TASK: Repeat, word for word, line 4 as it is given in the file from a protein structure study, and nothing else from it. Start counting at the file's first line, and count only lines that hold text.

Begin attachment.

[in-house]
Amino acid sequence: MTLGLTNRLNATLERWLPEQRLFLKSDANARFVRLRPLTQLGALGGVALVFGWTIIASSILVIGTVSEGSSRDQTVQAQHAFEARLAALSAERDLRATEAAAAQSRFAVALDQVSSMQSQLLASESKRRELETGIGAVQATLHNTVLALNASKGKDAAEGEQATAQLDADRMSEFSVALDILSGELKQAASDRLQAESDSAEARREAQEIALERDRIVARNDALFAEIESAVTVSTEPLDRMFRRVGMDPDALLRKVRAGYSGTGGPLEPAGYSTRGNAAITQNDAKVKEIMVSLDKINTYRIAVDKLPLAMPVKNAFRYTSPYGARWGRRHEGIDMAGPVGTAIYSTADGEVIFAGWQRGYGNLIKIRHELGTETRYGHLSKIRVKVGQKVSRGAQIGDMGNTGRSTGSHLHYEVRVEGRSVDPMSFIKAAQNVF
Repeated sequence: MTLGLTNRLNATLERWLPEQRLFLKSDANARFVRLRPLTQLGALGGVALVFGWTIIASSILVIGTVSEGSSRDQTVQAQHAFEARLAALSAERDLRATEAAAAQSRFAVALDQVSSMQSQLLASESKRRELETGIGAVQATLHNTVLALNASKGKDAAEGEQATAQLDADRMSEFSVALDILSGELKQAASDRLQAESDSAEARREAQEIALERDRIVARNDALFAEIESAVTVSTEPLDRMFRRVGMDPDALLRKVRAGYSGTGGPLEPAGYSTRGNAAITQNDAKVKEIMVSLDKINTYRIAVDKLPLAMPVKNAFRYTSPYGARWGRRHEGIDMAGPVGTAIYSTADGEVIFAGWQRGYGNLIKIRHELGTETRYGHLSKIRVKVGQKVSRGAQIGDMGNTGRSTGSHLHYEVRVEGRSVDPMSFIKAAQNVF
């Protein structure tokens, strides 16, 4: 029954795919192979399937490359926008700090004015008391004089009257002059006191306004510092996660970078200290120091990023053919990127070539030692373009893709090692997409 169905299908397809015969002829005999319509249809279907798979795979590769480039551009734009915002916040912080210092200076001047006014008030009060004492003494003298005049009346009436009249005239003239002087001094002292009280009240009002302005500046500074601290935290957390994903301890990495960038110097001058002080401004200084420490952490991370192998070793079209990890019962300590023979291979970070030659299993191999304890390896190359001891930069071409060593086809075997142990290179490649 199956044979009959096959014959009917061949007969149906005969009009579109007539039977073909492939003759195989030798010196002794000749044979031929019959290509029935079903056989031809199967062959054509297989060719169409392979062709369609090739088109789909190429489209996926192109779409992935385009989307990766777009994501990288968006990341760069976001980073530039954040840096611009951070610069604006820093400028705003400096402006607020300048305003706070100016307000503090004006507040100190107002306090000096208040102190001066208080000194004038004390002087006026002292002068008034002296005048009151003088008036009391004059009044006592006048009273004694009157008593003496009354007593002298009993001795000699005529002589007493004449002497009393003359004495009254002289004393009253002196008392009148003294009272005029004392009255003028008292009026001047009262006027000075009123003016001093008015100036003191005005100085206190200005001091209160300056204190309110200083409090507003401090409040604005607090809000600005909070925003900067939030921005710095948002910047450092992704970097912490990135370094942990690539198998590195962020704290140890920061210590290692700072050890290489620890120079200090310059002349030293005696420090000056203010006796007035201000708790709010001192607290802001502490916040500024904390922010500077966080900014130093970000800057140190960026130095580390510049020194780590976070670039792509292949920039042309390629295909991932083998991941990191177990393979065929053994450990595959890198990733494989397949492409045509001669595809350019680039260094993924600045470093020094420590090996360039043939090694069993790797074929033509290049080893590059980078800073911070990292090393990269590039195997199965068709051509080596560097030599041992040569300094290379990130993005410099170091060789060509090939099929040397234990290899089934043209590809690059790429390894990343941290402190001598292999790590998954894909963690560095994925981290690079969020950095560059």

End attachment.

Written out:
């Protein structure tokens, strides 16, 4: 029954795919192979399937490359926008700090004015008391004089009257002059006191306004510092996660970078200290120091990023053919990127070539030692373009893709090692997409 169905299908397809015969002829005999319509249809279907798979795979590769480039551009734009915002916040912080210092200076001047006014008030009060004492003494003298005049009346009436009249005239003239002087001094002292009280009240009002302005500046500074601290935290957390994903301890990495960038110097001058002080401004200084420490952490991370192998070793079209990890019962300590023979291979970070030659299993191999304890390896190359001891930069071409060593086809075997142990290179490649 199956044979009959096959014959009917061949007969149906005969009009579109007539039977073909492939003759195989030798010196002794000749044979031929019959290509029935079903056989031809199967062959054509297989060719169409392979062709369609090739088109789909190429489209996926192109779409992935385009989307990766777009994501990288968006990341760069976001980073530039954040840096611009951070610069604006820093400028705003400096402006607020300048305003706070100016307000503090004006507040100190107002306090000096208040102190001066208080000194004038004390002087006026002292002068008034002296005048009151003088008036009391004059009044006592006048009273004694009157008593003496009354007593002298009993001795000699005529002589007493004449002497009393003359004495009254002289004393009253002196008392009148003294009272005029004392009255003028008292009026001047009262006027000075009123003016001093008015100036003191005005100085206190200005001091209160300056204190309110200083409090507003401090409040604005607090809000600005909070925003900067939030921005710095948002910047450092992704970097912490990135370094942990690539198998590195962020704290140890920061210590290692700072050890290489620890120079200090310059002349030293005696420090000056203010006796007035201000708790709010001192607290802001502490916040500024904390922010500077966080900014130093970000800057140190960026130095580390510049020194780590976070670039792509292949920039042309390629295909991932083998991941990191177990393979065929053994450990595959890198990733494989397949492409045509001669595809350019680039260094993924600045470093020094420590090996360039043939090694069993790797074929033509290049080893590059980078800073911070990292090393990269590039195997199965068709051509080596560097030599041992040569300094290379990130993005410099170091060789060509090939099929040397234990290899089934043209590809690059790429390894990343941290402190001598292999790590998954894909963690560095994925981290690079969020950095560059």